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    Rabbit Diseases – Most Common Illnesses in Rabbits

    An important aspect of successful rabbit management is knowing the common rabbit diseases which can impact your animals and how to spot them. Rabbits are fantastic domesticated pets but given their close association to wild rabbits they tend to hide signs of illness until they are critically ill.

    Given this, pet rabbits should always be closely observed, and owners are encouraged to provide their pet with a correct diet, up to date vaccinations and regular health checks to prevent any rabbit diseases developing.

    Below are the most common rabbit diseases you should be aware of:

    • Snuffles
    • Myxomatosis
    • Overgrown Teeth
    • Mange in Rabbits
    • Eye Infection
    • Ear Infection
    • Pasteurella

    Snuffle in Rabbits

    Cause & Symptoms

    Snuffles is a respiratory rabbit disease caused by the bacterium Pasteurella Multocida, which can become endemic in a rabbitry.

    Transmission is mainly by direct contact with nasal secretions from infected rabbits.

    Snuffles in rabbits affects the eyes causing redness, squinting and discharge as well as sneezing from the nose, hence the name ‘Snuffles’.

    The Pasteurella in rabbits may also affect other parts of the body producing pneumonia, abscesses and uterine infections.


    Snuffles can be prevented by cleaning out your rabbit’s hutch and living area daily, scooping out soiled bedding and replacing it with clean bedding.

    If introducing a new rabbit to your existing rabbit household, a period of quarantine may be required as you observe your new pet closely to make sure the animal is not sneezing and has no discharges, snuffles can be caused from the stress of rehoming.


    Standard treatment involves a course of antibiotics and if an abscess has formed surgery will be required.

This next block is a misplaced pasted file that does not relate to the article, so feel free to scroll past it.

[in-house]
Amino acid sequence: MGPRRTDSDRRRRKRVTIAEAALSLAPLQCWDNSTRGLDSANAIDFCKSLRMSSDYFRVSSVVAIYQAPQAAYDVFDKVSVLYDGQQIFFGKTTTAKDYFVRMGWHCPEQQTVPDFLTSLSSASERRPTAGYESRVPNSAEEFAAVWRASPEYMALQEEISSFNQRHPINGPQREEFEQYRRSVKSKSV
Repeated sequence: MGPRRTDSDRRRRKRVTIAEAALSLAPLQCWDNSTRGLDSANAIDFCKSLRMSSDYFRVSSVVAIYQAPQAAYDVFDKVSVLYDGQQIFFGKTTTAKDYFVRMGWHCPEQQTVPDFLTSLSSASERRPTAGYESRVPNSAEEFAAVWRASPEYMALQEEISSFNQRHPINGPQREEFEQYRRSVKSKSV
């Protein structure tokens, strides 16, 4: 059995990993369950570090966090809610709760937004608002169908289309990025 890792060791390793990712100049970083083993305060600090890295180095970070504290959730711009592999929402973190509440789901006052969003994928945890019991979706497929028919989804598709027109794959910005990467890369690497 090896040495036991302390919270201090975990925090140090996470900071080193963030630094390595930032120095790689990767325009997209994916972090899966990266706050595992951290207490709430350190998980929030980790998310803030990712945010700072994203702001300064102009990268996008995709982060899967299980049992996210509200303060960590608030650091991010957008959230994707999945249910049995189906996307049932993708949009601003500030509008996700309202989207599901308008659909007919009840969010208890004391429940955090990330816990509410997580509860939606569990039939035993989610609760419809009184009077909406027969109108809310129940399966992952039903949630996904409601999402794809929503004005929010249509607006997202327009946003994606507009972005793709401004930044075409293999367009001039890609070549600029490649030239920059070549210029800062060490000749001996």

Cause & Symptoms

    Myxomatosis is caused by the myxoma virus, a poxvirus which is spread by biting insects such as mosquitoes and fleas. It is a highly contagious disease and can also be spread through contact with an infected rabbit.

    The virus causes swelling and discharge from the eyes, nose and anogenital region of infected rabbits.


    In certain regions a combined vaccine is available to immunise your rabbit against myxomatosis and viral haemorrhagic disease, a single inoculation will provide immunity from both.

    Your pet insurance will cover this and you can find the best rabbit insurance here.

    To protect your rabbit from mosquitoes it is worthwhile putting mosquito netting around your rabbit’s hutch, even if indoors. Avoid letting your rabbits exercise outdoors in the early morning or late evening when mosquitoes are more numerous.


    At present, no specific treatment exists for myxomatosis, the illness is perpetually deadly.

    Overgrown Teeth 

    Cause & Symptoms

    Your rabbit’s teeth grow continuously throughout your pet’s life and may periodically require trims if not naturally worn down by chewing.

    While many of your rabbit’s teeth can grow too long, the most obvious are the incisors at the front of the mouth, they can grow so long that they begin to curve and stick out between your rabbit’s lips.

    Molars at the back of the mouth also grow excessively and can form sharp spikes which can damage the cheek and tongue.


    Providing your rabbit with a diet which is rich in fibre can help wear down your pet’s teeth. Grass and leafy vegetables like kale and hay are all good for your rabbit.